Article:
16. If a law enforcement agency asks for the alphanumeric password to unlock your phone or computer, you can refuse to divulge it on Fifth Amendment grounds that your speech might be self-incriminating. However, this is not always the case for authentication based on thumbprints or gestures; you might be forced to provide these, since courts have found that they do not constitute speech testimonials against yourself.39 So, use a strong password that you must type from memory.

Although I've painted quite an Orwellian picture, there's good news: you can plot your own countermoves, if you learn how these games are played.

Until Washington figures out how to better balance national security against individual rights, refuse to be a target; insist on your privacy and liberty by taking steps to secure them yourself.



1. Pagliery, J. (2016, January 14). We keep too many hacks secret, says ex-NSA director. CNN Money. 

2. Newman, L. (2016, December 14). Hack Brief: Hackers Breach A Billion Yahoo Accounts. A Billion. Wired.

3. Kerr, D. (2013, July 22). Cyberattacks account for up to $1 trillion in global losses. CNet. 

4. McCormac, A., Parsons, K., & Butavicius, M. (2012). Preventing and Profiling Malicious Insider Attacks. Edinburgh, South Australia: Command, Control, Communications and Intelligence Division.

5. Gold, S. (2014, June 24). 83% don't know where their sensitive data is located. SC Magazine (UK).

6. Dinan, S. (2015, July 9). Feds acknowledge hack of government computers affected 21 million. The Washington Post.

7. Manning, J. (2016, December 5). Membership of the 114th Congress: A Profile. Washington, DC: Congressional Research Service.

8. Haddon, H. (2015, January 5). Science Advocates Decry Lack of Representation in Congress. The Wall Street Journal.

9. Gellman, B. (2013, August 15). NSA broke privacy rules thousands of times per year, audit finds. The Washington Post.

10. Cameron, D., & O'Neill, P. H. (2016, August 23). FBI authorized informants to break the law 22,800 times in 4 years. The Daily Dot.

11. Nakashima, E. (2008, April 8). FBI Data Transfers Via Telecoms Questioned. The Washington Post.

12. McLaughlin, J. (2016, May 3). NSA and CIA Double Their Warrantless Searches on Americans in Two Years. The Intercept.

13. Savage, C., Angwin, J., Larson, J., & Moltke, H. (2015, June 4). Hunting for Hackers, N.S.A. Secretly Expands Internet Spying at U.S. Border. The New York Times.

14. Gellman, B., & Miller, G. (2013, August 29). ‘Black budget' summary details U.S. spy network's successes, failures and objectives. The Washington Post.

15. Pianin, E. (2016, July 31). Pentagon's Sloppy Bookkeeping Means $6.5 Trillion Can't Pass an Audit. The Fiscal Times.

16. Maroni, A. (1989, October 24). Special Access Programs and the Defense Budget: Understanding the "Black Budget." Washington, DC: Congressional Research Service.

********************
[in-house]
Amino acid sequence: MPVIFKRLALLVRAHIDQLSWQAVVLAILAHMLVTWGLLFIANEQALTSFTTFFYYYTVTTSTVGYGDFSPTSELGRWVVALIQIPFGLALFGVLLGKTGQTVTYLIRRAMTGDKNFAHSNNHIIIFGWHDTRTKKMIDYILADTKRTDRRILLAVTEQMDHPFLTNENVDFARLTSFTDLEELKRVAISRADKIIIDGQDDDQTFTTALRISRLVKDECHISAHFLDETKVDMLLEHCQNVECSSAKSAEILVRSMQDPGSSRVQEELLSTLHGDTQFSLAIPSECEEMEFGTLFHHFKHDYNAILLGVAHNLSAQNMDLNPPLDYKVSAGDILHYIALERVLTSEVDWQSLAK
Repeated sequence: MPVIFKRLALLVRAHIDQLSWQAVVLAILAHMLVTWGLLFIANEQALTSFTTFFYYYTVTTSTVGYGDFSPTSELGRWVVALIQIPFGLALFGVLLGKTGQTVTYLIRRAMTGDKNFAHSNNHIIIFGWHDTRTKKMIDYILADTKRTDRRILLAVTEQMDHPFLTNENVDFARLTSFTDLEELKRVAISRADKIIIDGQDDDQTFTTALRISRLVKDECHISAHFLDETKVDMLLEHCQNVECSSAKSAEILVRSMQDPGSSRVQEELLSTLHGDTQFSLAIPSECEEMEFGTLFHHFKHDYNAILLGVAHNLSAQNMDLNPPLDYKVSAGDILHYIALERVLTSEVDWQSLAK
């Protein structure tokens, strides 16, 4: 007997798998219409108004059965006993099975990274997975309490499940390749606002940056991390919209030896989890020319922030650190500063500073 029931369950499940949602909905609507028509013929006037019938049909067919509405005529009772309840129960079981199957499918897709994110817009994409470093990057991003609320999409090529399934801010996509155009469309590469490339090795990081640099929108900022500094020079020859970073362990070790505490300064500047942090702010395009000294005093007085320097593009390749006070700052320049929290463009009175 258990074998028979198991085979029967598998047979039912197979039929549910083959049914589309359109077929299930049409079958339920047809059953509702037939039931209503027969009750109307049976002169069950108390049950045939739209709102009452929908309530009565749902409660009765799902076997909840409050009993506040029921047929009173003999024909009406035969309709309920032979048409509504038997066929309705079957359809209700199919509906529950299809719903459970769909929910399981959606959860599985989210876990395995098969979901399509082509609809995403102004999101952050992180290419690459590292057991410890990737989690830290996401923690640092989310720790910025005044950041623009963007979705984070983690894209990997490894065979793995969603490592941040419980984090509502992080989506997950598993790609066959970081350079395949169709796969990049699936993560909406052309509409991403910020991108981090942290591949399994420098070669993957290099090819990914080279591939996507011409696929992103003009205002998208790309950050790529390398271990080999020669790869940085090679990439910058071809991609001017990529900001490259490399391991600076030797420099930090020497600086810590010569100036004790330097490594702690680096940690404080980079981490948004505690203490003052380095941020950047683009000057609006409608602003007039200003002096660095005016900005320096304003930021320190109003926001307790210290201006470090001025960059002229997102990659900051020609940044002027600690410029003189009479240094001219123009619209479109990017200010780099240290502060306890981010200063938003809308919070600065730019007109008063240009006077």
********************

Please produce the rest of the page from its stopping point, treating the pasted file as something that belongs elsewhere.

17. Schulz, G. W. (2013, April 16). Government Secrecy Orders on Patents Have Stifled More Than 5,000 Inventions. Wired.

18. Greenwald, G. (2013, February 5). Chilling legal memo from Obama DOJ justifies assassination of US citizens. The Guardian.

19. Tyler Durden. (2016, December 25). Obama Quietly Signs The "Countering Disinformation And Propaganda Act" Into Law. Zero Hedge.

20. Marchetti, V. (1989). Propaganda and Disinformation: How the CIA Manufactures History. The Journal of Historical Review, 9(3).

21. Greenwald, G. (2013, July 31). XKeyscore: NSA tool collects ‘nearly everything a user does on the internet'. The Guardian.

22. Spencer, H., & Weiner, R. (2016, October 24). U.S. courts: Electronic surveillance up 500 percent in D.C.-area since 2011, almost all sealed cases. The Washington Post.

23. Freedom of Information Act Regulations, 76 Fed. Reg. Number 54, pp. 15236-15244 (March 21, 2011) (to be codified at 28 C.F.R. pt. 16).

24. Greenwald, G., Grim, R., Gallagher, R. (2014, January 23). Top-Secret Document Reveals NSA Spied On Porn Habits As Part Of Plan To Discredit ‘Radicalizers'. The Huffington Post.

25. Lipp, K. (2016, October 24). AT&T Is Spying on Americans for Profit, New Documents Reveal. The Daily Beast.

26. Greenwald, G. (2013, June 6). NSA collecting phone records of millions of Verizon customers daily. The Guardian.

27. Gellman, B., & Soltani, A. (2014, March 18). NSA surveillance program reaches ‘into the past' to retrieve, replay phone calls. The Washington Post.

28. Clasen-Kelly, F. (2015, February 15). Secrecy lifts in CMPD StingRay phone tracking. Charlotte Observer.

29. Noble, A. (2015, September 6). Privacy concerns linger over use of cellphone tracking systems. The Washington Post.

30. Pagliery, J. (2016, July 1). FBI's secret rules to spy on journalists and hunt their sources. CNN Money.

31. Perez, E., & Gorman, S. (2013, June 15). Phones Leave a Telltale Trail. The Wall Street Journal. 

32. Coulthart, R. (2015, May 21). ‘Be Paranoid': How One Reporter Learned The Danger of Metadata. The International Consortium of Investigative Journalists (ICIJ).

33. Blaze, M. (2013, June 19). Phew, NSA is just collecting metadata. (You should still worry). Wired.

34. Mayer, J. (2013, June 6). What's The Matter With Metadata? The New Yorker. 

35. Samborski, J. (2015, December 16). Hi-Tech Guessing Game: 350 Billion Passwords a Second. Scientific Computing.

36. Greenberg, A. (2014, October 13). These Are The Emails Snowden Sent to First Introduce His Epic NSA Leaks. Wired. 

37. Electronic Frontier Foundation. (2011, December 20). Defending Privacy at the U.S. Border: A Guide for Travelers Carrying Digital Devices.

38. Kerr, O. (2015, May 12). Every computer border search requires case-by-case reasonableness, DC court holds. The Washington Post. 

39. Mohan, V., & Villasenor, J. (2012, October). Decrypting The Fifth Amendment: The Limits of Self-Incrimination in the Digital Era. University of Pennsylvania Journal of Constitutional Law, Heightened Scrutiny, Vol. 15. 


   SCOTCH WICHMANN is a cybersecurity expert, researcher, hacker, writer, and speaker with 35+ years' experience. Email him at, or visit him online at